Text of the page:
by Pauline Kael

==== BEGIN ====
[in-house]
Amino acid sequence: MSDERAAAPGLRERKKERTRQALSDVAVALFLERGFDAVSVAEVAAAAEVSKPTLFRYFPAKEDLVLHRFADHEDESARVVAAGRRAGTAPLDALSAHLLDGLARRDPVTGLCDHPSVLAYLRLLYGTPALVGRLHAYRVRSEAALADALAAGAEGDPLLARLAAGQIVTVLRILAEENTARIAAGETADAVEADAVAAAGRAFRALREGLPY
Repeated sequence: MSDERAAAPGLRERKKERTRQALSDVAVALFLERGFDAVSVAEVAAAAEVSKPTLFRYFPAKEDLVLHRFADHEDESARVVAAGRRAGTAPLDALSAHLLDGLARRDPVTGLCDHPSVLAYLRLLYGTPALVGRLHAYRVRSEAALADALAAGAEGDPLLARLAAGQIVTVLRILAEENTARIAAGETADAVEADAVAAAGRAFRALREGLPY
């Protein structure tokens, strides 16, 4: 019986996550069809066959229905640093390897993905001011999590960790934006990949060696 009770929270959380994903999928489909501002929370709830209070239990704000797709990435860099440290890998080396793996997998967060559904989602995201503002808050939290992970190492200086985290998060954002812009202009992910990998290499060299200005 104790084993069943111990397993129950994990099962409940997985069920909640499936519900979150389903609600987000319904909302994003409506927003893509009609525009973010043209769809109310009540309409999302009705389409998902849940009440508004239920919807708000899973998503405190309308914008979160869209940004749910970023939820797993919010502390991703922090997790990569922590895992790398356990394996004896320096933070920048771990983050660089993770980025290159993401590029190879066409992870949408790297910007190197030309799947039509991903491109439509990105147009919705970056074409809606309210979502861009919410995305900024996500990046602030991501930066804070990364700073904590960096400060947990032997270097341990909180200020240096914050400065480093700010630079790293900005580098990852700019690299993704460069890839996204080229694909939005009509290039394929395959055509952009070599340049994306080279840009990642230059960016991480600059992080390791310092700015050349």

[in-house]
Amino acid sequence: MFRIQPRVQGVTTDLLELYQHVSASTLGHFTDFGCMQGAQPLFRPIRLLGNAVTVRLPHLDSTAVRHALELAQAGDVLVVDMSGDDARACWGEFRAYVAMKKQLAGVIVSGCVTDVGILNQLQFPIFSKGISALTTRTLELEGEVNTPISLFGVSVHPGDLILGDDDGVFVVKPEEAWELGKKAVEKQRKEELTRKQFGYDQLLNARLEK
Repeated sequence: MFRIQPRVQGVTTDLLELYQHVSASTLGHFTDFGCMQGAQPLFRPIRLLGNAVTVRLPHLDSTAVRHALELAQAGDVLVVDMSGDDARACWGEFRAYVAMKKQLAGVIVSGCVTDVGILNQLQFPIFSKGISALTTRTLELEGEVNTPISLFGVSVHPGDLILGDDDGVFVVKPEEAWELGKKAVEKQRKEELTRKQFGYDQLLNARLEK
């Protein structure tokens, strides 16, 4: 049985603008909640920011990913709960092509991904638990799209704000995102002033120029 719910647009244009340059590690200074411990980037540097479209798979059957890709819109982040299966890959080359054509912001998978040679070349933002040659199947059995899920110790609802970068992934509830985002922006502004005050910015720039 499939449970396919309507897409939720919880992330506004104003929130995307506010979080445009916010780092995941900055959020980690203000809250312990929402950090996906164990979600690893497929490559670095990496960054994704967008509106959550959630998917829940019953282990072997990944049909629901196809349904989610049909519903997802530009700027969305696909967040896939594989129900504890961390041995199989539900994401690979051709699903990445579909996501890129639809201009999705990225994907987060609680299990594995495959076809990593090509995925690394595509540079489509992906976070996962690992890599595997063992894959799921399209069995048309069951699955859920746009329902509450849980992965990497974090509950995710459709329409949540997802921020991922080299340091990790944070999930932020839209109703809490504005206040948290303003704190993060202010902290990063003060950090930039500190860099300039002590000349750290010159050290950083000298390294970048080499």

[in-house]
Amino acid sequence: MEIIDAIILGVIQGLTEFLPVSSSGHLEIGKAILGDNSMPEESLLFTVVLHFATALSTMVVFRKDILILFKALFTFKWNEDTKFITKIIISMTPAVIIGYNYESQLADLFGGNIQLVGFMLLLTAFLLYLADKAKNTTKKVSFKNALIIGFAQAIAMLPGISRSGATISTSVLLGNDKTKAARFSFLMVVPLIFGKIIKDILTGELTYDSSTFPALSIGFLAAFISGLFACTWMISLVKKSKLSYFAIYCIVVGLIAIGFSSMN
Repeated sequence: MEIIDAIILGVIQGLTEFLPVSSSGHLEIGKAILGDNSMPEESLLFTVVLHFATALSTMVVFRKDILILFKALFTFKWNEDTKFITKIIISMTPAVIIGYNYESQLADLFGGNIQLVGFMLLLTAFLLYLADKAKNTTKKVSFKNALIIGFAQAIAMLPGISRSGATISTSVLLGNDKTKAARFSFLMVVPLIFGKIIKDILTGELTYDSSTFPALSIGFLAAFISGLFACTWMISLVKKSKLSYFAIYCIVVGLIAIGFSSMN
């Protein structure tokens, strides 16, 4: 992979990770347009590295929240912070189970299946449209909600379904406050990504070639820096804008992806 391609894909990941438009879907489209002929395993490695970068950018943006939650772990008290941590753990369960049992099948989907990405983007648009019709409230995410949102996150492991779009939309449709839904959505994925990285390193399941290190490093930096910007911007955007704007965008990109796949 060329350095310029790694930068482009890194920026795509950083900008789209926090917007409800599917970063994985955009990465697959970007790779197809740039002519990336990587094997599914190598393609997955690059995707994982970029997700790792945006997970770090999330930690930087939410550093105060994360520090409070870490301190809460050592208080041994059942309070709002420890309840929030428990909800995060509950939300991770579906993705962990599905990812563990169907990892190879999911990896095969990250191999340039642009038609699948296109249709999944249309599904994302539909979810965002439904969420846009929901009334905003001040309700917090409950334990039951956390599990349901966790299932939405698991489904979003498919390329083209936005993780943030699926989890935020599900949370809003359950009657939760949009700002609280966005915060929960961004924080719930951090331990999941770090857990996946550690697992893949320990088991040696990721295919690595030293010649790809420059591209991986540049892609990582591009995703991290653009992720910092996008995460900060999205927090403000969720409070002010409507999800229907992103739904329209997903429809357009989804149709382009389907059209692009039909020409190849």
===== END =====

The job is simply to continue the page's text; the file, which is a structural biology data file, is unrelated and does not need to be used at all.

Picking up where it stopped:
From the advance rave quotes, I gather that many reviewers believe that If . . . . will be a great success with youth and that it is a masterpiece. One may suspect that in some cases the evaluation is based on the prediction. I think If . . . . will be a success, but I think it’s far from a masterpiece, and I should like to make this distinction, because so many people are beginning to treat “youth” as the ultimate judge — as a collective Tolstoyan clean old peasant. They want to be on the side of youth; they’re afraid of youth. (And this is not irrelevant to the subject of If . . . .) If they can be pushed by clever publicity into thinking “youth” will respond to a movie, they are then instrumental in getting “youth” to respond to it. Movie companies are using computerized demographic studies and market research to figure out how to promote movies. Here, taken from Variety, is the report on the technique adjudged most suitable for If . . . . by the same new “scientific” group at Paramount Pictures (a subsidiary of Gulf & Western) who worked out how to sell Zeffirelli’s Romeo and Juliet. The report predicted that If . . . . will repeat its British success in the United States “if it is given the same kind of intensive marketing support that made it such a hit in its premiere engagement in London,” and described the key element as “a very extensive screening program for critics, writers, radio and TV commentators, educators, and members of government,” continuing, “We went out of our way to pursue every means of reaching the public through newspaper editorials, radio and television panels or discussions, magazine features and lectures before important opinion-making groups. The outpouring of ‘breaks’ in all communication media was phenomenal and most unusual in that [the film] was treated as a news event away from the usual coverage of motion pictures.” It’s easy to recognize the standard advertising campaign aimed at the mass audience-— the big ads and the appearances of stars and moviemakers on the TV talk shows — but we are still novices when it comes to an advertising campaign that feeds the appetite of the media for something new and exciting, and we may not spot techniques directed at the selective, educated audience. Obviously, these techniques couldn’t work if the film didn’t have something in it for people to react to, but if it does, the publicity people can build up a general impression of urgent, clamorous response. It’s no accident when all those rave reviews come out before a picture has opened; the early reviewers get the taste of triumph as they rush to be the first to jump on the bandwagon. And when this atmosphere of consensus about the importance of a picture is built up, anybody who doesn’t go along begins to seem “out of it” — “not with it.” If . . . . has been so well sold that people were discussing it in the Village Voice weeks before it opened; that’s real marketing, and it means that the whole underground press has been alerted by now. “Youth” will “discover” another movie; in a flash forward, one can already hear the discussions on WBAI. Once this process has begun to work and the publicity has caught on, the film is important; people want to see it because they are hearing about it wherever they go. The publicity men have manufactured “news,” and the mass media don’t want to be scooped and left behind.